Across the globe, the rate of twin births has jumped tremendously over the past 40 years, new research suggests. The study’s authors say that twin births have likely reached an all-time high, thanks largely to the use of medically assisted reproduction, such as in-vitro fertilization, along with more pregnancies in older mothers.
Other studies have shown a clear trend in higher twin pregnancies over time, including in the U.S. But this new study, published this week in the journal Human Reproduction, is one of the first to try figuring out how this trend has played out throughout the world, according to the study authors. They collected birth data from 165 countries (accounting for 99% of the world’s population) from 2010 to 2015, along with data from 112 of those countries from 1980 to 1985.
The results indicate the global twinning rate has increased by a third since the 1980s, from 9.1 twin births per every 1,000 births to 12 twin births per every 1,000. In North America, the rate has climbed even higher, to the point where 3.4% of all births between 2010 and 2015 were twins. In raw numbers, the figures amount to about 1.6 million twins born worldwide every year nowadays. “The absolute and relative number of twins for the world as a whole is peaking at an unprecedented level,” the researchers wrote in the study.
Just as an aside, the team also managed to land an extremely clever title for their paper: “Twin Peaks: more twinning in humans than ever before.”
It’s no secret that in vitro fertilization (IVF) can raise the chances of twin or multiple births, since IVF patients are often implanted with several fertilized embryos to raise the chances of a successful pregnancy. Yet the authors note that other techniques meant to improve fertility, such as ovarian stimulation or artificial insemination, are also likely playing a part. In higher income countries like the U.S., women in general are having children at older ages, and age is known to be a factor in natural twin pregnancies.
Though the rate of twin births increased most everywhere between the 1980s and now, South America was the one major exception and saw a small decline. Meanwhile, the rates in Africa remained the highest and were stable throughout the years, suggesting a more inherent inclination towards twin births in the area, according to the authors.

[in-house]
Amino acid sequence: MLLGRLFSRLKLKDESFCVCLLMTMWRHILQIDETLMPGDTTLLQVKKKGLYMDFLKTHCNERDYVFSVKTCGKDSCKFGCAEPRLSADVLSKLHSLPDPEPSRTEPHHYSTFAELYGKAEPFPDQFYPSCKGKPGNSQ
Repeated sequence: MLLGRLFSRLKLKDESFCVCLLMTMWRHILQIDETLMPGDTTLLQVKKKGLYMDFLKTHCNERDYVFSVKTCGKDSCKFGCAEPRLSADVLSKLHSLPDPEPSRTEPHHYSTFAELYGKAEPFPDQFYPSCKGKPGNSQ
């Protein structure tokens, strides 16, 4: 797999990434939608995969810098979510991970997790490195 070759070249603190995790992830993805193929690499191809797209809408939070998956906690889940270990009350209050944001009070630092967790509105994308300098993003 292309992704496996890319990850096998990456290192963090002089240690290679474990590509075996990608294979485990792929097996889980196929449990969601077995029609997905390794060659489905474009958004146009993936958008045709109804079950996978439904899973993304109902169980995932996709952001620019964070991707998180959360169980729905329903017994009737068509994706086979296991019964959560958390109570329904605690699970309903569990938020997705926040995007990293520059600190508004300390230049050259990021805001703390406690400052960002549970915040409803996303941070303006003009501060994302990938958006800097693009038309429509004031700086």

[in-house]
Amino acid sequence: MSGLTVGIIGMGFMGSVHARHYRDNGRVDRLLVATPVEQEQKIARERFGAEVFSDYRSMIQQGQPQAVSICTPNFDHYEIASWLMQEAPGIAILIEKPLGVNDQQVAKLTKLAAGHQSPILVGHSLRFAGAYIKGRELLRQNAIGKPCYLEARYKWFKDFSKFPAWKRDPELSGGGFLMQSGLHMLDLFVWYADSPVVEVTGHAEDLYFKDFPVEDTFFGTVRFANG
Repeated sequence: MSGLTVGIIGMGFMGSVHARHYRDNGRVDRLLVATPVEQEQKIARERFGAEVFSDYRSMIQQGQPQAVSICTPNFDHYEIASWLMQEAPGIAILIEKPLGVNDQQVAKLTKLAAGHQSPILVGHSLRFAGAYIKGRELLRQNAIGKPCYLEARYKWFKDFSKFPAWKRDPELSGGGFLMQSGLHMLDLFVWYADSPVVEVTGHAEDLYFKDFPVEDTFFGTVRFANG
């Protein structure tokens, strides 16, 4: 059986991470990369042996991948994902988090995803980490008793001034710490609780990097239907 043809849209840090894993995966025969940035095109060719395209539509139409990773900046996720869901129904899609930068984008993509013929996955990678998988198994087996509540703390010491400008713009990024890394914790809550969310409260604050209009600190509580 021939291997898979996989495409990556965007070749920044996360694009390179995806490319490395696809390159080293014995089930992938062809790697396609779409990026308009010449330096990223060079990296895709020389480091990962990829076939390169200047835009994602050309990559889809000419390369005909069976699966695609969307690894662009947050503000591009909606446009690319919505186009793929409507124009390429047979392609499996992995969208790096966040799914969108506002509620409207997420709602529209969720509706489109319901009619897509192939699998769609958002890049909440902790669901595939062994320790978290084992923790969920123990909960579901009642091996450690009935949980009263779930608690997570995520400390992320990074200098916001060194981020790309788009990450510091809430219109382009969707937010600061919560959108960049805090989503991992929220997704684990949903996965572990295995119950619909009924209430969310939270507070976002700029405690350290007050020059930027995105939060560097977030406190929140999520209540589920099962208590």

“The twinning rate in Africa is so high because of the high number of dizygotic twins born there—twins born from two separate eggs. This is most likely to be due to genetic differences between the African population and other populations,” said lead author author Christiaan Monden, a researcher at the University of Oxford in the UK, in a statement released by the journal’s publisher, the European Society of Human Reproduction and Embryology.
As delightful as twins might be, these births are riskier for both the mother and her children. In Africa, where the newborn mortality rate is already higher than elsewhere, many families sadly lose one of their twin children during infancy. In wealthier countries, the rate of survival is higher, but there are still added health risks during and after these pregnancies.
It’s not clear what will happen to the twinning rate moving forward, though the authors speculate that it will gradually decline. Fertility clinics have started to rely more on single-embryo transfers for IVF and other techniques that should reduce the chances of a twin pregnancy. But if countries in Asia or Africa start to experience a decline in fertility that leads to the greater use of medically assisted reproduction, or if women there begin having children at older ages, that could compensate for any declines in twins seen in North America and Europe. For now, the researchers plan to keep an eye on twin trends going into the early 2020s.